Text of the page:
Don't text, email, dial or do any other activity that might distract you while crossing the street. It can wait until you reach the other side.
Cross only at marked crosswalks.
Cross only on walk signals or green lights.
Don't dart out from between parked cars or other objects that might prevent drivers from seeing you.
If you must walk in the roadway, always walk facing oncoming traffic.
Wear bright colors.
Wear reflective clothing.
Carry a flashlight
How Motorists Can Reduce Collisions Attention
Keep eyes focused through the windshield
Watch for pedestrians at intersections
Don't text, email, dial, apply makeup or do any other activity that might distract you from awareness of pedestrians.
Right of Way
Yield to pedestrians at marked intersections.
Yield to pedestrians at marked (zebra striped) pedestrian crossings.
Yield to pedestrians when they have entered travel lanes at any point along the roadway.
Traffic Signs and Signals
Do not run red lights.
Come to a complete stop at stop signs.
Do not drive through intersections after the light has turned yellow. A yellow light means stop if you can do so safely.
Kentucky Homeless Veteran Housing
Resource Guide Released
LOUISVILLE - The HUD Kentucky Office has released a new Homeless Veteran Housing Resource Guide that is available on their website at www.hud.gov/kentucky. This resource guide outlines by county the different types of housing assistance that is available as well as information on accessing that assistance.
“No veteran who has served our country should ultimately be homeless, jobless, or without medical assistance,” said HUD Kentucky Field Office Director Christopher Taylor. “This resource guide is offered to help all homeless veterans and their service providers help them find safe, decent, and affordable housing.”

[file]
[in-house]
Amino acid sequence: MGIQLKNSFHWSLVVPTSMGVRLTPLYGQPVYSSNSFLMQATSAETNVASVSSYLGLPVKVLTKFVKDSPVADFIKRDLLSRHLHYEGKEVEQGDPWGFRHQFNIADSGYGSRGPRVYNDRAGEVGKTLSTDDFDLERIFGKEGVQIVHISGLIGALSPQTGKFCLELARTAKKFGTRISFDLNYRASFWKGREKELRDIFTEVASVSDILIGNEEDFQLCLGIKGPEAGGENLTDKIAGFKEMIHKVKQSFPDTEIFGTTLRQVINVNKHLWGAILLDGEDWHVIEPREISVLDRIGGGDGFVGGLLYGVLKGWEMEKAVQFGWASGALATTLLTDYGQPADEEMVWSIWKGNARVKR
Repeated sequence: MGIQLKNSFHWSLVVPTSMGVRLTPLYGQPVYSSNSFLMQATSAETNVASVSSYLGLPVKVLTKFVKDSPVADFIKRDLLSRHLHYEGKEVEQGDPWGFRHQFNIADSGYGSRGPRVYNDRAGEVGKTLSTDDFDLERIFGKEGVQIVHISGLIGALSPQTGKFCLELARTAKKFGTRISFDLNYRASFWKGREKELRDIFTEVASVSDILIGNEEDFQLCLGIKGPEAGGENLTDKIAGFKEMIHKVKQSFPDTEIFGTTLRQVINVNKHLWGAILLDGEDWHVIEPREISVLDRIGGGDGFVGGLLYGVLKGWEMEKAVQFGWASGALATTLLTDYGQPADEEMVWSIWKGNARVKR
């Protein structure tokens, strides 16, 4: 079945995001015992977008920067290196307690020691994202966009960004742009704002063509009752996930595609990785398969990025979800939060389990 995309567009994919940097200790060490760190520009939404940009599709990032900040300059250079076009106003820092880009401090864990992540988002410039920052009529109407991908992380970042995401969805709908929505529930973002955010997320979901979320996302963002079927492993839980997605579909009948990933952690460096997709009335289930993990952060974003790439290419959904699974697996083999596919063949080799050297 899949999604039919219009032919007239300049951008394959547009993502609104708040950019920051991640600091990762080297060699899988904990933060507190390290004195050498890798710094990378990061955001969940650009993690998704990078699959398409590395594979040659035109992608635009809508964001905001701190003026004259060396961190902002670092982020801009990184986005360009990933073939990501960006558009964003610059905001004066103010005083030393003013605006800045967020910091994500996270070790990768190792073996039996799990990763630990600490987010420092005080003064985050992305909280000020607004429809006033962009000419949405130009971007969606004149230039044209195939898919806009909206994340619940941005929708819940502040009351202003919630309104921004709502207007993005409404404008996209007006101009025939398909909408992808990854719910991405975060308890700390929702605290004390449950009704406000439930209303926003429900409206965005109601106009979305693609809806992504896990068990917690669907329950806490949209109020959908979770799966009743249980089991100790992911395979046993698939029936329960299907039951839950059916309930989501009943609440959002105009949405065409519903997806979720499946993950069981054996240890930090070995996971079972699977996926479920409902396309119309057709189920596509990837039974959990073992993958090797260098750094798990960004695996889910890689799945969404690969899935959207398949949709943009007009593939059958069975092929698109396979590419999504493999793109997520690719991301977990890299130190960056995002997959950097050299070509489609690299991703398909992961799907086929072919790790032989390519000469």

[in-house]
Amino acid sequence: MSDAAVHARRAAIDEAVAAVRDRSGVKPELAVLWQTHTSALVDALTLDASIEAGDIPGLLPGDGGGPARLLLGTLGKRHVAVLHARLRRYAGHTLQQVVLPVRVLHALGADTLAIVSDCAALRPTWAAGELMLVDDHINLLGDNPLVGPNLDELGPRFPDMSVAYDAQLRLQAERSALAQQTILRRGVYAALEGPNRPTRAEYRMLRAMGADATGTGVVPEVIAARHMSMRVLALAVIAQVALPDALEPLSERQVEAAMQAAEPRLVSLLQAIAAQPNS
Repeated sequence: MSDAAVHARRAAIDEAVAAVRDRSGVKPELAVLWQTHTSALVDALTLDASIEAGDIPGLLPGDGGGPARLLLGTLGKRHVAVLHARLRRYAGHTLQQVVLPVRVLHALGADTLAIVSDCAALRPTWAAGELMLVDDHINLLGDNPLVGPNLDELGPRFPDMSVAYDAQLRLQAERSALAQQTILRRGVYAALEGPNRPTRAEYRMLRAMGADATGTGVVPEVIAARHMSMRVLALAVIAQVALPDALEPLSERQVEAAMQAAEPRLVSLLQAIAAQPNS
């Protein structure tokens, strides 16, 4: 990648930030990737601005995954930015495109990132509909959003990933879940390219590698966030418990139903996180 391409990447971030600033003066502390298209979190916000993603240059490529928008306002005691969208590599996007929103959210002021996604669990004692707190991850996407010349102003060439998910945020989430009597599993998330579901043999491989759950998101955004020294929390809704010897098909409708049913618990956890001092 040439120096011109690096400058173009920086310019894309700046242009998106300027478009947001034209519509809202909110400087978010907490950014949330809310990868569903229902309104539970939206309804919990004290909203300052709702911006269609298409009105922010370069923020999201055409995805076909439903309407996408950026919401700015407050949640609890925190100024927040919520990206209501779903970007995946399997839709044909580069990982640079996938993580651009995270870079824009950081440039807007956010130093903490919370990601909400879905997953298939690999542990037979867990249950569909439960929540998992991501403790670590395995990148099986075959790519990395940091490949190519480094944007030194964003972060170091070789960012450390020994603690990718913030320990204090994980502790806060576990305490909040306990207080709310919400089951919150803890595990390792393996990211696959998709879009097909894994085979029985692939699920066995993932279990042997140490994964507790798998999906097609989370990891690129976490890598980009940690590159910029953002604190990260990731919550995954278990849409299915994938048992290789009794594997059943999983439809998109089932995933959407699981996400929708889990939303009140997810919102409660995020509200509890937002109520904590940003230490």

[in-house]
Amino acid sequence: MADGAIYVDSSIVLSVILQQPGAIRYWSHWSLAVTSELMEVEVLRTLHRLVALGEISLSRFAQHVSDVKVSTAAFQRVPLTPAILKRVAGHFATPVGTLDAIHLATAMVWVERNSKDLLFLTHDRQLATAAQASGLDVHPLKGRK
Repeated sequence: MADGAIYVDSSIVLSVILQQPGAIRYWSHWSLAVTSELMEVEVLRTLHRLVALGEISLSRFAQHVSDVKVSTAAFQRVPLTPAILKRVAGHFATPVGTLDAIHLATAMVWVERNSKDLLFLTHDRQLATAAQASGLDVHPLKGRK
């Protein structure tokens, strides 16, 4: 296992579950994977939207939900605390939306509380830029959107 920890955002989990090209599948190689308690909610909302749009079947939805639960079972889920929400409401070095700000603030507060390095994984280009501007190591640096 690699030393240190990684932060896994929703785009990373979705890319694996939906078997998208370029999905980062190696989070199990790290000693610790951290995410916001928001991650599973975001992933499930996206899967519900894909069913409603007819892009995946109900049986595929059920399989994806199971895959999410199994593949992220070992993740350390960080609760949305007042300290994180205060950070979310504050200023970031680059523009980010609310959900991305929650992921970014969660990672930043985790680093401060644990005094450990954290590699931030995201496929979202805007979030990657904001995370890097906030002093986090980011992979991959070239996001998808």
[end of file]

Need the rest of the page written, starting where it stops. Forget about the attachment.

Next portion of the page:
To date, more than 225 local elected officials in Kentucky have pledged their support for the Challenge to End Veteran Homelessness.
For more information on housing homeless veterans, please contact the HUD Kentucky Office at 502-582-5251 and press ‘0.'
Thanks, Lynn Chrisman
Training and Development Specialist
Housing Contract Administration
2741 Clay St.
Paducah, KY 42001
Email: email@example.com www.kyhousing.org Frankfort Office
1231 Louisville Rd.
Frankfort, KY 40601
Toll Free in KY: (800)633-8896, Ext. 398 (TTY 711) If you need immediate HMIS assistance, click here, https://kyhmis.zendesk.com/home
Older American's Month
May is Older Americans month and each year KIPDA and its provider network celebrate it by organizing events that honor seniors and celebrate their contributions to our communities. In May, we have an opportunity to not only recognize seniors in our region but also bring attention to issues that affect older adults.
Each year the Administration for Community Living announces the theme for Older Americans Month and this year it is “Get into the Act”. In honor of the upcoming 50th anniversary of the Older Americans Act (OAA), we are focused on how older adults are taking charge of their health, getting engaged in their communities, and making a positive impact in the lives of others. We hope to use this Older Americans Month to promote individual and community empowerment.
If you visit the Administration for Community Living website, you will find logos, posters, articles, and proclamations for organizations that celebrate Older Americans Month.
Each year the KIPDA-funded senior centers come up with different ideas to celebrate Older Americans Month. This year the focus is on activity, wellness, and getting engaged in the community. The senior centers in our region have planned various activities to celebrate Older Americans month. You can find a complete listing of events by visiting the KIPDA Facebook page.